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1921 Babe Ruth Proctor's Theatre Vaudeville Advertising Card - Newly Discovered!
Starting Bid - $1,000, Sold For - $19,200
Graded POOR 10 by SGC. Presented is an exciting newly discovered example of an exceedingly rare advertising card heralding Babe Ruth's vaudeville debut at Proctor's Theatre in Mount Vernon, New York, on November 3, 1921. This is an incredible rarity, and to the best of our knowledge, this is only the second example of this fascinating and significant Babe Ruth card. (The first confirmed example was offered as lot #443 in REA's 2009 auction, realizing $9,400.) The small white-bordered card, measuring 1.75 x 2.75 inches, features an exceptional high-quality continuous-tone real photo of Ruth in uniform as a member of the New York Yankees. We have never seen this image of Ruth before anywhere. Ruth's white facsimile inscription appears in the lower right corner: "To My Mount Vernon Admirers - 'Babe' Ruth - Proctor Theatre - Nov 3-4-5." The preprinted lettering on the reverse notes that this card was "Compliments of Mr. F. F. Proctor to Babe Ruth's Many Mt. Vernon Friends - Appearing at Proctor's - Mount Vernon - Nov. 3rd-4th-5th." The extreme rarity of this card is obviously a result of both its regional distribution and the fact that it promotes a specific three-day event and therefore was distributed for only a very short time (at a small venue, no less). It would be hard to overstate the rarity of this Ruth card! While there's no way for us to know what's in every attic in America, we would not be surprised if the two known examples (this example and the one offered in 2009) were the only surviving cards heralding Ruth's debut on the famed vaudeville circuit.
In addition, this card has an extremely fascinating story relating to its provenance: According to our consignor, the card has been in her family's possession since 1921 and was given to her father directly by Babe Ruth. According to the story passed through her family, Ruth and her father were in the same bar one evening when Ruth decided to hand out these cards to fellow patrons. While we have no way of confirming this to be the case, it is fascinating to think that Ruth may have been stumping for people to attend his show and using this very card as an advertising vehicle and reminder.
Ruth's 1921 season was one for the record books, as he took the baseball world by storm with his prodigious batting feats. In addition to setting new single-season records for home runs (59) and RBI (177), Ruth also led the league in runs (177) and slugging percentage (.512) in powering the Yankees to their first pennant in franchise history. Following the season, he decided to capitalize on his fame by taking part in a baseball barnstorming tour, followed by a fifteen-week tour on the Keith vaudeville circuit. Unfortunately, Ruth's off-season began on a sour note. His participation in the barnstorming tour violated league rules (World Series participants were forbidden to take part in postseason barnstorming tours) and resulted in his receiving a stern punishment from newly appointed Baseball Commissioner Kenesaw Landis, who later both fined and suspended him for his "mutinous defiance." Landis' actions had no bearing on Ruth's stage career, however, and he debuted his new vaudeville act on November 3rd at Proctor's Theatre in Mount Vernon, New York. Ruth's debut that night is wonderfully detailed in Marshall Smelser's fine book, The Life That Ruth Built (University of Nebraska Press, 1993):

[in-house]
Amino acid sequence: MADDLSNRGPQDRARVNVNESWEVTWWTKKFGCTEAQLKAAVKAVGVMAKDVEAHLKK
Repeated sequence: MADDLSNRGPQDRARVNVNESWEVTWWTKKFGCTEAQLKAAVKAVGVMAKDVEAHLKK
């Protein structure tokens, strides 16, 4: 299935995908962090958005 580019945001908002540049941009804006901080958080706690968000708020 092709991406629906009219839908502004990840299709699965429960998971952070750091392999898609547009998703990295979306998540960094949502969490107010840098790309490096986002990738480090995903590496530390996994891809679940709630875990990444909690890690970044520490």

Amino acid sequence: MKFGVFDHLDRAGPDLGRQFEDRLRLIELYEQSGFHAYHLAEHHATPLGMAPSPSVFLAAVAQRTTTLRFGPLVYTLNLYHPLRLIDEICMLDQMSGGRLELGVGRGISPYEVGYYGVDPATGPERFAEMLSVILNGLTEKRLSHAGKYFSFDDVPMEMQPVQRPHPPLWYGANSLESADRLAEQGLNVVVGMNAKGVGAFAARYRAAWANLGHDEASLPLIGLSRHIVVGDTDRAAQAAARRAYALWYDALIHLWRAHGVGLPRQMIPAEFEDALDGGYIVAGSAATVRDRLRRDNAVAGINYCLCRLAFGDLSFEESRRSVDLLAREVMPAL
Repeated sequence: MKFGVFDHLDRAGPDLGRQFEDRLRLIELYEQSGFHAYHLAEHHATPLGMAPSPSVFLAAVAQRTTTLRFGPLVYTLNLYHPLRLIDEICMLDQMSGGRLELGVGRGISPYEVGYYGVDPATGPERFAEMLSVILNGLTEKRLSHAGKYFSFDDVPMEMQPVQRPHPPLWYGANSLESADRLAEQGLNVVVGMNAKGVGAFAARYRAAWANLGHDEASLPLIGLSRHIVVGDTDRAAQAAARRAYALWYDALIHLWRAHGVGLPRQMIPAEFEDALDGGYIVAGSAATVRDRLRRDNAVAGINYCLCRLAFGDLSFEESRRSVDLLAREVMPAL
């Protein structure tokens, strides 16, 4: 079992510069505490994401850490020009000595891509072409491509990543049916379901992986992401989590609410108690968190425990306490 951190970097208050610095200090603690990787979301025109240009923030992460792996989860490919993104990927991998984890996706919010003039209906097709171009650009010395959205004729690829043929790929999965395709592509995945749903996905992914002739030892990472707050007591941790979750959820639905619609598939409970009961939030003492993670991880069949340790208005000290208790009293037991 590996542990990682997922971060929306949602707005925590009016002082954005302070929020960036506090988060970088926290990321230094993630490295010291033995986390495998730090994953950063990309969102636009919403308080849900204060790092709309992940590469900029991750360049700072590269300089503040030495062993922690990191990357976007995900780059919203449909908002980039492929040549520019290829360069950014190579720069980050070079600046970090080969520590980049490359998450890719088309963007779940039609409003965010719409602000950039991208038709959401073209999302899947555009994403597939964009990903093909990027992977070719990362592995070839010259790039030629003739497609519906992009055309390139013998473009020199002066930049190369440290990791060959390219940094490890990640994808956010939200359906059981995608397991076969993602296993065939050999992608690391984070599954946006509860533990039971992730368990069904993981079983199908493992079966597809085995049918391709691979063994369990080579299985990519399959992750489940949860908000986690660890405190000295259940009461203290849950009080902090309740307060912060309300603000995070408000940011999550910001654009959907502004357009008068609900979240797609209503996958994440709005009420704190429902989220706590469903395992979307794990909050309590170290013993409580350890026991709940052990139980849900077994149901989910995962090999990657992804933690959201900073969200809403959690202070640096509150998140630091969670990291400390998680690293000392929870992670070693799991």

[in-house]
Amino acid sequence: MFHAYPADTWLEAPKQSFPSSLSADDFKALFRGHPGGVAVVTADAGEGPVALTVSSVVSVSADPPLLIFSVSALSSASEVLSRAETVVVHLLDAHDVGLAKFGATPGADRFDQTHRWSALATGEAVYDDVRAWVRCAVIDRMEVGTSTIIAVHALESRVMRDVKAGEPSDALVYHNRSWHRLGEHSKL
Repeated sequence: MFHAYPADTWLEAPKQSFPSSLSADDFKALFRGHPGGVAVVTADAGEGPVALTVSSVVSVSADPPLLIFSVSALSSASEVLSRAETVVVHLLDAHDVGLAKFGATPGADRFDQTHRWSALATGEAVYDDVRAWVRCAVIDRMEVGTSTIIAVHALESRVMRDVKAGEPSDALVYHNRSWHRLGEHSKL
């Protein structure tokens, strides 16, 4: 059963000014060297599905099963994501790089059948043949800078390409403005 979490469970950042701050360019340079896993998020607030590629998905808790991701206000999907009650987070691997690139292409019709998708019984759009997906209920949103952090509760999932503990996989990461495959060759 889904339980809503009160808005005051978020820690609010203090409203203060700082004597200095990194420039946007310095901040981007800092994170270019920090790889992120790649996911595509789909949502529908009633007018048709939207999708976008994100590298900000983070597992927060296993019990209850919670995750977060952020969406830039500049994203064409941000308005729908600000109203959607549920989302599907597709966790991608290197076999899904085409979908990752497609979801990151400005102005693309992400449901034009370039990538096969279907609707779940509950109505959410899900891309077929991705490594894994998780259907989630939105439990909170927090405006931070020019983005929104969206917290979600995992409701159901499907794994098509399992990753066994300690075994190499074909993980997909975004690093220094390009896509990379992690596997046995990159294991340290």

Ruth & Cross, with an act by Thomas J. Grey, tried out in Mount Vernon, New York, on November 3. They filled the house, the applause was spontaneous, and Ruth was at ease. Despite a cold, Ruth joined with Cross to sing 'Little by Little' in a 'not unpleasant baritone voice.' The critic thought the most memorable gag began with the delivery of a telegram, said to be from Kenesaw Mountain Landis, Commissioner of Baseball, even then, as all the world knew, brooding on the punishment he would give Ruth for barnstorming.
Cross: Is it serious?
Ruth: I should say it is! Seventy-five cents, collect.
After fine-tuning his act for two weeks at smaller theaters, Ruth finally arrived in New York City, playing the famed Palace Theatre on November 14th, where he was generally well received by the critics. As stated earlier, because this card was a regional issue in promotion of a three-night event, its distribution was probably quite limited, which explains the fact that only one other example is known. The card presents as Very Good overall, with outstanding centering, light wear to the corners, and a small stain present along the right border. It has been graded and encapsulated POOR 10 by SGC (submitted by REA), due to light paper loss on the reverse, which appears to be the result of album removal. The text is otherwise boldly printed. This is an outstanding, fascinating, and extremely rare Babe Ruth card, and one that would be an extremely important highlight in even the most advanced collection. Reserve $1,000. Estimate (open). SOLD FOR $19,200
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